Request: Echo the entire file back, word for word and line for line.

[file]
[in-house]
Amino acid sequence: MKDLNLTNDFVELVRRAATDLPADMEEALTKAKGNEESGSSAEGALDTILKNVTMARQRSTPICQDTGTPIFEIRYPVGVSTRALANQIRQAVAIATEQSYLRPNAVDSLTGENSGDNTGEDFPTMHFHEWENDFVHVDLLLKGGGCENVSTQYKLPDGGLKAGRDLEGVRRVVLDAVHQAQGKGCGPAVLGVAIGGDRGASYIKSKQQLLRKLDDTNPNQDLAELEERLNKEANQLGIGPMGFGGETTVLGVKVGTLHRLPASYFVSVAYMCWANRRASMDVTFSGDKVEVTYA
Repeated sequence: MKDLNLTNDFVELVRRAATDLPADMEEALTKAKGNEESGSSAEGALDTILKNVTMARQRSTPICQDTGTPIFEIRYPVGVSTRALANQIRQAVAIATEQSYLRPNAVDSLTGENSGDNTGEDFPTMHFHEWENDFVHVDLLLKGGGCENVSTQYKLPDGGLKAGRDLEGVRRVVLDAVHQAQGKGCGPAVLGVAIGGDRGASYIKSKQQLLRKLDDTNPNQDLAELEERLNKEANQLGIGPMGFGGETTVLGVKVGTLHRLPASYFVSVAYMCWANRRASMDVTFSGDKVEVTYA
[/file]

[in-house]
Amino acid sequence: MKDLNLTNDFVELVRRAATDLPADMEEALTKAKGNEESGSSAEGALDTILKNVTMARQRSTPICQDTGTPIFEIRYPVGVSTRALANQIRQAVAIATEQSYLRPNAVDSLTGENSGDNTGEDFPTMHFHEWENDFVHVDLLLKGGGCENVSTQYKLPDGGLKAGRDLEGVRRVVLDAVHQAQGKGCGPAVLGVAIGGDRGASYIKSKQQLLRKLDDTNPNQDLAELEERLNKEANQLGIGPMGFGGETTVLGVKVGTLHRLPASYFVSVAYMCWANRRASMDVTFSGDKVEVTYA
Repeated sequence: MKDLNLTNDFVELVRRAATDLPADMEEALTKAKGNEESGSSAEGALDTILKNVTMARQRSTPICQDTGTPIFEIRYPVGVSTRALANQIRQAVAIATEQSYLRPNAVDSLTGENSGDNTGEDFPTMHFHEWENDFVHVDLLLKGGGCENVSTQYKLPDGGLKAGRDLEGVRRVVLDAVHQAQGKGCGPAVLGVAIGGDRGASYIKSKQQLLRKLDDTNPNQDLAELEERLNKEANQLGIGPMGFGGETTVLGVKVGTLHRLPASYFVSVAYMCWANRRASMDVTFSGDKVEVTYA